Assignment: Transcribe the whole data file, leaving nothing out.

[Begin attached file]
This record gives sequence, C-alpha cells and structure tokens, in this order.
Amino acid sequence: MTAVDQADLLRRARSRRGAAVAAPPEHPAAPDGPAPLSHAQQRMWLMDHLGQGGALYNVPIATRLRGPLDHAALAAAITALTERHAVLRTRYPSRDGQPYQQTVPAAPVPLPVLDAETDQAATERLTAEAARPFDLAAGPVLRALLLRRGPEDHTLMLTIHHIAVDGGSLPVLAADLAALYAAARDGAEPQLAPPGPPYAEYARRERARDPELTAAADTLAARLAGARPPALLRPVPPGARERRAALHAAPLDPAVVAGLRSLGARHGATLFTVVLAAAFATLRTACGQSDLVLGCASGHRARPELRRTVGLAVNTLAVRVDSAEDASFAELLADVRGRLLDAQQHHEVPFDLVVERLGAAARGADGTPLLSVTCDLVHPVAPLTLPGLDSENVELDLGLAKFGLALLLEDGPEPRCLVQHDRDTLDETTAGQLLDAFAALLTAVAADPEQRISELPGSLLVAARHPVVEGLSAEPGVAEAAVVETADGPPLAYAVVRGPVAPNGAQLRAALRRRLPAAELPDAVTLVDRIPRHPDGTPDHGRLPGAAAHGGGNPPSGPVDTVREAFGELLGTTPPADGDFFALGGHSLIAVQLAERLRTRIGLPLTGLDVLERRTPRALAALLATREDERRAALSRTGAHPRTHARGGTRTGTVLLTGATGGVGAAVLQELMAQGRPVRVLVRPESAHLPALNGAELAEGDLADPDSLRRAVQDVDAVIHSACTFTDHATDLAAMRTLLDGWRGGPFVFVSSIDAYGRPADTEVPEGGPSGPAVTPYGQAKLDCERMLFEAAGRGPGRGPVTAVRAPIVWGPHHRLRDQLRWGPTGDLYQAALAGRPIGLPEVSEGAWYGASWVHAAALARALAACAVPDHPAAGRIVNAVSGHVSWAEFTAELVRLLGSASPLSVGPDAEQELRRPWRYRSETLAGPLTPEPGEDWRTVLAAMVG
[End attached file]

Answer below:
This record gives sequence, C-alpha cells and structure tokens, in this order.
Amino acid sequence: MTAVDQADLLRRARSRRGAAVAAPPEHPAAPDGPAPLSHAQQRMWLMDHLGQGGALYNVPIATRLRGPLDHAALAAAITALTERHAVLRTRYPSRDGQPYQQTVPAAPVPLPVLDAETDQAATERLTAEAARPFDLAAGPVLRALLLRRGPEDHTLMLTIHHIAVDGGSLPVLAADLAALYAAARDGAEPQLAPPGPPYAEYARRERARDPELTAAADTLAARLAGARPPALLRPVPPGARERRAALHAAPLDPAVVAGLRSLGARHGATLFTVVLAAAFATLRTACGQSDLVLGCASGHRARPELRRTVGLAVNTLAVRVDSAEDASFAELLADVRGRLLDAQQHHEVPFDLVVERLGAAARGADGTPLLSVTCDLVHPVAPLTLPGLDSENVELDLGLAKFGLALLLEDGPEPRCLVQHDRDTLDETTAGQLLDAFAALLTAVAADPEQRISELPGSLLVAARHPVVEGLSAEPGVAEAAVVETADGPPLAYAVVRGPVAPNGAQLRAALRRRLPAAELPDAVTLVDRIPRHPDGTPDHGRLPGAAAHGGGNPPSGPVDTVREAFGELLGTTPPADGDFFALGGHSLIAVQLAERLRTRIGLPLTGLDVLERRTPRALAALLATREDERRAALSRTGAHPRTHARGGTRTGTVLLTGATGGVGAAVLQELMAQGRPVRVLVRPESAHLPALNGAELAEGDLADPDSLRRAVQDVDAVIHSACTFTDHATDLAAMRTLLDGWRGGPFVFVSSIDAYGRPADTEVPEGGPSGPAVTPYGQAKLDCERMLFEAAGRGPGRGPVTAVRAPIVWGPHHRLRDQLRWGPTGDLYQAALAGRPIGLPEVSEGAWYGASWVHAAALARALAACAVPDHPAAGRIVNAVSGHVSWAEFTAELVRLLGSASPLSVGPDAEQELRRPWRYRSETLAGPLTPEPGEDWRTVLAAMVG